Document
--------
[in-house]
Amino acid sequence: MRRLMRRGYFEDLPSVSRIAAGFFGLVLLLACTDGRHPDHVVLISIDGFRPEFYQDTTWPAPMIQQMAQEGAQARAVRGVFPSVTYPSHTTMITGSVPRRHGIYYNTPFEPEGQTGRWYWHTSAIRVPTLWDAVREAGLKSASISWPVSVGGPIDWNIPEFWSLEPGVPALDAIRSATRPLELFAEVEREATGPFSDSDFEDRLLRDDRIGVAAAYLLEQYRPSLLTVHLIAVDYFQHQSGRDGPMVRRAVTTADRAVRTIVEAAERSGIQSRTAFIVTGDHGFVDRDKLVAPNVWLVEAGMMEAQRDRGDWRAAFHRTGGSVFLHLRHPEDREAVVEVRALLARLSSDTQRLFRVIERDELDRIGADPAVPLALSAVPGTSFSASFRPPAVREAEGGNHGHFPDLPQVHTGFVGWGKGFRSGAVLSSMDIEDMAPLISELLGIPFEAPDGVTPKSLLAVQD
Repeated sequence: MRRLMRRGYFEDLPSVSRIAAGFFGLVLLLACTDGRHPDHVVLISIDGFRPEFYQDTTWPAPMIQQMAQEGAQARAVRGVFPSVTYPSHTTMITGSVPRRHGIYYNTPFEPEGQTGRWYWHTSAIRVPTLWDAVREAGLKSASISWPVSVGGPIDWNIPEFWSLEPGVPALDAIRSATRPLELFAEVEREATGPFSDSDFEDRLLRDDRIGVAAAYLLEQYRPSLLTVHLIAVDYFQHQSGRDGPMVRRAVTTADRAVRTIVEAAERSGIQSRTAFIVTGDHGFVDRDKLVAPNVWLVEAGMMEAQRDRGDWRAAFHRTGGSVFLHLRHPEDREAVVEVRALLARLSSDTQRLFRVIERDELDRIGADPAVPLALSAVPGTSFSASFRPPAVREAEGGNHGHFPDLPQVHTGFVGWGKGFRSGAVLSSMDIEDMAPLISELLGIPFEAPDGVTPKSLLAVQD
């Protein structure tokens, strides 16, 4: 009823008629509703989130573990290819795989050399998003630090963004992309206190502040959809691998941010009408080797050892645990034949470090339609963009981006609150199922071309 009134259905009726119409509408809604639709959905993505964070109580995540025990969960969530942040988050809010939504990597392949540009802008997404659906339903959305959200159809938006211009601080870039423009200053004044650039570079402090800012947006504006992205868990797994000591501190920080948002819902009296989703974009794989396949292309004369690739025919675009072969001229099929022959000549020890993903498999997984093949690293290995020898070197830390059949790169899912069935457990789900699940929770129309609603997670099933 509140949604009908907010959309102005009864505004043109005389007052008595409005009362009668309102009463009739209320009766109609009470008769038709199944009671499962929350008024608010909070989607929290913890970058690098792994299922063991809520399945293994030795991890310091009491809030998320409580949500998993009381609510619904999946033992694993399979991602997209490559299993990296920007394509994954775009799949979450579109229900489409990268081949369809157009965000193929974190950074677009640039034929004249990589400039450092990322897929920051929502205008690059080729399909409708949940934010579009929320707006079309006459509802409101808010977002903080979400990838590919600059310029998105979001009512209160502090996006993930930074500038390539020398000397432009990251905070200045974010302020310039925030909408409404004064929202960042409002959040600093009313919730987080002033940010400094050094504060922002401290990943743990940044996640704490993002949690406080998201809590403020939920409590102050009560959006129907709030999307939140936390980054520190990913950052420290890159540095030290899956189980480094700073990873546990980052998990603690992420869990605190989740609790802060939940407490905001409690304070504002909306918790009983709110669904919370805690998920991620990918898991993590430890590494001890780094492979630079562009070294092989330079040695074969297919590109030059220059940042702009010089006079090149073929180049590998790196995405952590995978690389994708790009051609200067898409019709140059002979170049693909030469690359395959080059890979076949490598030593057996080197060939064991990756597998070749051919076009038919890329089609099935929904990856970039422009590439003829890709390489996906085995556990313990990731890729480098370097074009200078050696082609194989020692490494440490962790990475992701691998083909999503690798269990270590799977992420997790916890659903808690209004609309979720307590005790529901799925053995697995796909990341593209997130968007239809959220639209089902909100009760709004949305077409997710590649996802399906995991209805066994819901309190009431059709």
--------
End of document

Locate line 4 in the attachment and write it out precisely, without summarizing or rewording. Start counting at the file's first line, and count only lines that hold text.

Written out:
């Protein structure tokens, strides 16, 4: 009823008629509703989130573990290819795989050399998003630090963004992309206190502040959809691998941010009408080797050892645990034949470090339609963009981006609150199922071309 009134259905009726119409509408809604639709959905993505964070109580995540025990969960969530942040988050809010939504990597392949540009802008997404659906339903959305959200159809938006211009601080870039423009200053004044650039570079402090800012947006504006992205868990797994000591501190920080948002819902009296989703974009794989396949292309004369690739025919675009072969001229099929022959000549020890993903498999997984093949690293290995020898070197830390059949790169899912069935457990789900699940929770129309609603997670099933 509140949604009908907010959309102005009864505004043109005389007052008595409005009362009668309102009463009739209320009766109609009470008769038709199944009671499962929350008024608010909070989607929290913890970058690098792994299922063991809520399945293994030795991890310091009491809030998320409580949500998993009381609510619904999946033992694993399979991602997209490559299993990296920007394509994954775009799949979450579109229900489409990268081949369809157009965000193929974190950074677009640039034929004249990589400039450092990322897929920051929502205008690059080729399909409708949940934010579009929320707006079309006459509802409101808010977002903080979400990838590919600059310029998105979001009512209160502090996006993930930074500038390539020398000397432009990251905070200045974010302020310039925030909408409404004064929202960042409002959040600093009313919730987080002033940010400094050094504060922002401290990943743990940044996640704490993002949690406080998201809590403020939920409590102050009560959006129907709030999307939140936390980054520190990913950052420290890159540095030290899956189980480094700073990873546990980052998990603690992420869990605190989740609790802060939940407490905001409690304070504002909306918790009983709110669904919370805690998920991620990918898991993590430890590494001890780094492979630079562009070294092989330079040695074969297919590109030059220059940042702009010089006079090149073929180049590998790196995405952590995978690389994708790009051609200067898409019709140059002979170049693909030469690359395959080059890979076949490598030593057996080197060939064991990756597998070749051919076009038919890329089609099935929904990856970039422009590439003829890709390489996906085995556990313990990731890729480098370097074009200078050696082609194989020692490494440490962790990475992701691998083909999503690798269990270590799977992420997790916890659903808690209004609309979720307590005790529901799925053995697995796909990341593209997130968007239809959220639209089902909100009760709004949305077409997710590649996802399906995991209805066994819901309190009431059709």